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They recovered the bodies from the Hard Rock Hotel. Now, they say the developer never paid them. | Business News

The firm that was contracted to recover the bodies of two of the three workers who died in the 2019 collapse of the Hard Rock Hotel is suing the hotel’s developer claiming it was never paid for the work.

Three workers died when the hotel’s top floors collapsed on Oct. 12, 2019, several months before construction of the 18-story tower at the corner of Canal and Rampart streets was set to be completed. The body of Anthony Magrette was recovered a few days later, but the bodies of Quinnyon Wimberly and Jose Ponce Arreola remained trapped inside the rubble for 10 months until they were removed under the supervision of the New Orleans Fire Department and other city agencies.

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Irene Wimberly, left, is consoled by the New Orleans Fire Department chaplain, after the body of her son, Quinnyon Wimberly, was recovered from the Hard Rock Hotel in New Orleans Saturday, Aug. 8, 2020, nearly 10 months after the hotel partially collapsed while under construction, killing three workers. The body of Jose Ponce Arreola has not yet been recovered from the rubble. 

Kolb Grading, a firm based in Weldon Spring near St. Louis, Missouri, handled most of the demolition work after the collapse, which took nearly a year and a half to complete.

In a lawsuit filed earlier this month in U.S. District Court for the Eastern District of Louisiana, Kolb said it had an $8.4 million contract with 1031 Canal Development, the ownership group that controlled the hotel, to do the main part of the demolition work. It also claims that it had a separate agreement to assist government officials with other demolition operations to safely remove the two bodies. Under that contract, Kolb expected to be compensated over and above the main contract on a “time and materials” basis.

In the lawsuit, Kolb said that it submitted invoices that totaled just over $1.6 million for this work but that 1031 Canal Development has refused to pay. The development company is controlled by Chandra Kailas, head of real estate firm Kailas Companies of Metairie, who is also named in the lawsuit.

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The collapsed Hard Rock Hotel building at Canal and N. Ramparts streets in New Orleans, La., Wednesday, Oct. 16, 2019.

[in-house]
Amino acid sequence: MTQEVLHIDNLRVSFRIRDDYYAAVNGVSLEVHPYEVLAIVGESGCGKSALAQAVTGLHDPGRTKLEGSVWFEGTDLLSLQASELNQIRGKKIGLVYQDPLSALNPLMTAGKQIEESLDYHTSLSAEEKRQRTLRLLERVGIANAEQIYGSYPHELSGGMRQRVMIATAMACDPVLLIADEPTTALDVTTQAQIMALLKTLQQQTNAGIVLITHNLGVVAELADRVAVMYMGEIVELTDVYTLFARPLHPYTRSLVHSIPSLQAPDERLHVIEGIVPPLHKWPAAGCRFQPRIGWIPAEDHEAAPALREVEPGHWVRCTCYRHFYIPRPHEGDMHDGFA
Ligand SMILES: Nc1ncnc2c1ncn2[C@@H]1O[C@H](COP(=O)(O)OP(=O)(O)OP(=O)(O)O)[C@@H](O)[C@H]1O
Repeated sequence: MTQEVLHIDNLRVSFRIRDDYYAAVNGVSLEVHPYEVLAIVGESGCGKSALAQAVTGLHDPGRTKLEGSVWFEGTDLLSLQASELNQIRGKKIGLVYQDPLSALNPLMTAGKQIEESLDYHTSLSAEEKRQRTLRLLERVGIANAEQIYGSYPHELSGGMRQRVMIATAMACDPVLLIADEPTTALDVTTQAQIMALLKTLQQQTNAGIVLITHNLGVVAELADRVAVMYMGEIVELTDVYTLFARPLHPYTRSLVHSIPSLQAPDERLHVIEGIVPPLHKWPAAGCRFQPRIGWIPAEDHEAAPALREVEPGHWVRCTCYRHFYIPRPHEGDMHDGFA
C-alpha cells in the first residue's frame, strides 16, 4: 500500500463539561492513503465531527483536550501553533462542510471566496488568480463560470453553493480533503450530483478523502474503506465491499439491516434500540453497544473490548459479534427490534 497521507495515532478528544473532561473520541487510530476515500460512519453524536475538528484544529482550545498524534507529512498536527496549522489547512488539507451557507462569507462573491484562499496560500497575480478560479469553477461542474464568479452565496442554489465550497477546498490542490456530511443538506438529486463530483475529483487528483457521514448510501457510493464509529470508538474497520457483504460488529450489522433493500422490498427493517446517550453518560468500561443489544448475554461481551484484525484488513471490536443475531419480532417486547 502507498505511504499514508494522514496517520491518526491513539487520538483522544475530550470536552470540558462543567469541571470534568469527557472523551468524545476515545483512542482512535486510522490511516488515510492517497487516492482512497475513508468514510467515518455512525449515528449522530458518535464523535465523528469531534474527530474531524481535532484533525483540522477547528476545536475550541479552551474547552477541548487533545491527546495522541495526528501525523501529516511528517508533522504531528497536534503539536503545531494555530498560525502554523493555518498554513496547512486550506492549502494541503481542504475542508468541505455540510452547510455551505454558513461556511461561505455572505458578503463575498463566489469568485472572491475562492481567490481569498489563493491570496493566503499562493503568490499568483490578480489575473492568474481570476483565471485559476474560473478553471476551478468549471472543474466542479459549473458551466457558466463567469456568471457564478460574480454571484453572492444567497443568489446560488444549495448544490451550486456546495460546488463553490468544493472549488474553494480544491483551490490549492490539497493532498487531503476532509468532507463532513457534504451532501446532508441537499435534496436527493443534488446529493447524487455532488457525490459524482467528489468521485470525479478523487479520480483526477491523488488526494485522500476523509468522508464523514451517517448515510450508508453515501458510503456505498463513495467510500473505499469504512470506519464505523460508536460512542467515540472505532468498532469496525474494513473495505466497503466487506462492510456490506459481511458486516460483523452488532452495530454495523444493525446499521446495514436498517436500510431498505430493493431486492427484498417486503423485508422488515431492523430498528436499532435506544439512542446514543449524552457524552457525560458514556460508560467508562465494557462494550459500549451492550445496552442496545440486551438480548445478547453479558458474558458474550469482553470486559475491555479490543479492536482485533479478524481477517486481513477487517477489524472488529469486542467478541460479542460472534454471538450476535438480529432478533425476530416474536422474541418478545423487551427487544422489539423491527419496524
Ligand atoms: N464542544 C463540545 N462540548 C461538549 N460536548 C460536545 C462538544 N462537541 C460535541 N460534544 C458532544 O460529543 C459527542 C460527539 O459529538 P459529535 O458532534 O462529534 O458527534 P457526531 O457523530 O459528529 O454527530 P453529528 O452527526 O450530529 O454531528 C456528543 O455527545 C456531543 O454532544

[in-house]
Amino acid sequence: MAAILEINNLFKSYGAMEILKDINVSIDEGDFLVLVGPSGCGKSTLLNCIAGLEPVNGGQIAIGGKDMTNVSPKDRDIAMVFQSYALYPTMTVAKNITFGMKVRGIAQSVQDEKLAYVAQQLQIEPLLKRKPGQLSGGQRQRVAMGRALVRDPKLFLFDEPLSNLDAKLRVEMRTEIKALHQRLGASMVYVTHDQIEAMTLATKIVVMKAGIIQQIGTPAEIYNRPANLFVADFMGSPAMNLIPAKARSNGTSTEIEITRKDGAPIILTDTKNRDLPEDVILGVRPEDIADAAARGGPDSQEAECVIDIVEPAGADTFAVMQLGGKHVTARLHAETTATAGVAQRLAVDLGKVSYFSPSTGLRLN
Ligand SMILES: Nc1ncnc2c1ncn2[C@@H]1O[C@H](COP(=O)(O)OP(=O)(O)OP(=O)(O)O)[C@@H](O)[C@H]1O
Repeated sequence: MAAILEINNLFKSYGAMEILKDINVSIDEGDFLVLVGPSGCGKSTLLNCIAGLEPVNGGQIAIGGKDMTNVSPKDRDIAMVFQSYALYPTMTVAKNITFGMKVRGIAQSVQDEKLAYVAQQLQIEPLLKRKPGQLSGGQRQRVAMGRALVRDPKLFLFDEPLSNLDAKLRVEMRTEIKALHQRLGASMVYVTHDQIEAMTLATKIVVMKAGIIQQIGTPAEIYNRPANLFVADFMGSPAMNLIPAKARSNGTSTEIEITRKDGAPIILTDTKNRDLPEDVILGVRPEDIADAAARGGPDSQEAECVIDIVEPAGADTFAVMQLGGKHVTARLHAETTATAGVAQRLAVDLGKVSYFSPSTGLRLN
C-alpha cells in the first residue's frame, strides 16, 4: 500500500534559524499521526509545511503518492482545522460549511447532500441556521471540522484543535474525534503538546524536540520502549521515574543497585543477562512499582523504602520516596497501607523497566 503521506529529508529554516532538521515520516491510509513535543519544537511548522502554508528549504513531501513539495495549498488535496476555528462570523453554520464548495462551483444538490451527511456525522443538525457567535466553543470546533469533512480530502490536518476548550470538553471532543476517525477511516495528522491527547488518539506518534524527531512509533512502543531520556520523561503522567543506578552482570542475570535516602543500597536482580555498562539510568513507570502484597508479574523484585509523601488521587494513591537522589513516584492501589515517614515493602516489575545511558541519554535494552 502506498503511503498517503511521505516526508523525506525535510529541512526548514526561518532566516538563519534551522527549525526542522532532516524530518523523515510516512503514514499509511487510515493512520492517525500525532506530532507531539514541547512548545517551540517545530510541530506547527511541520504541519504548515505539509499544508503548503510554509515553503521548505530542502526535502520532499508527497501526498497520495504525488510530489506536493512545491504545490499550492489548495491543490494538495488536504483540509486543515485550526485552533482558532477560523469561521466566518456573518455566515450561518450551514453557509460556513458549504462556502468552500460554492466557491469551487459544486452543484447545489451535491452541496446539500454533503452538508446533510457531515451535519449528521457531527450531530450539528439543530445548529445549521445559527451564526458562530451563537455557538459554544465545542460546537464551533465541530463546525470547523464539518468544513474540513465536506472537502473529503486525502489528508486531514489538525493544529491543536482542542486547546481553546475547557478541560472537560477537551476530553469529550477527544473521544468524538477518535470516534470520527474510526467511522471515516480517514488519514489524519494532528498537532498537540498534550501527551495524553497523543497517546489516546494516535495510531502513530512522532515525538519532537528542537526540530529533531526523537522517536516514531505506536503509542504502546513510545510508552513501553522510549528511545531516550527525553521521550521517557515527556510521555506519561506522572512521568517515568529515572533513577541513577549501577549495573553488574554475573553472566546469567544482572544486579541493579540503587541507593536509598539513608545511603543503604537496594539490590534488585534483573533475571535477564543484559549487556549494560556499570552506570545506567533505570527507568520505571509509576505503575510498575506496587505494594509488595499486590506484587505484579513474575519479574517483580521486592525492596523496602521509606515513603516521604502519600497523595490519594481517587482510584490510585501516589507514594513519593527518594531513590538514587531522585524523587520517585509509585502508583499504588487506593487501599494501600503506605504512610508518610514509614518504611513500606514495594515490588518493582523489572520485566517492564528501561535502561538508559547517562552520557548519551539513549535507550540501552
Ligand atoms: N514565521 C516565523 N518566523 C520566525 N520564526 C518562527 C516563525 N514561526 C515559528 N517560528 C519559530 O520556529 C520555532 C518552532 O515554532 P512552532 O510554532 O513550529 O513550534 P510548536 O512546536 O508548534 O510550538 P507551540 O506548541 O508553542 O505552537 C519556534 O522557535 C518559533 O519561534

Lori Mince of Fishman Haygood, which represents the developer, said they weren’t refusing to pay and that the estimate by Kolb overstated the cost.

“This is just a billing dispute,” Mince said. “If they gave us proper backup (for the claim) then we’d pay, but they haven’t, so we did our own investigation and came up with an amount somewhere around $500,000, $600,000.”

Kolb is seeking the $1.6 million it claims it is owed plus interest from the time it submitted the bill in August, 2020, as well as legal expenses.

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A slew of lawsuits

The Kolb action is the latest in a slew of lawsuits that have been filed since the hotel’s collapse.

The families of dead and injured workers began filing claims of negligence almost immediately after the hotel fell.

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Demolition of the cranes at the Hard Rock Hotel on Canal Street in New Orleans on Sunday, October 20, 2019. 

The developer has been named is almost all of the lawsuits as sub-contractors and insurance companies have sued and counter-sued. 1031 Canal has also been sued by the city of New Orleans as well as by the Saenger Theater and other nearby businesses that were disrupted for more than a year after the collapse.

In one of the first legal maneuvers after the hotel’s collapse, the developer had put on notice all of its sub-contractors and insurance companies that it planned to hold them liable for most of the expenses that arose in the wake of the calamity.

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Workers are helped after the upper floors of the Hard Rock hotel collapsed while under construction on Rampart Street near Canal Street in New Orleans Saturday, Oct. 12, 2019. 

In October, Orleans Parish District Attorney Jason Williams convened a grand jury to consider felony charges in the hotel’s collapse, and he has subpoenaed files from the New Orleans Office of Inspector General and from the federal Occupational Safety and Health Administration.

There have yet to be any criminal charges filed in the case.

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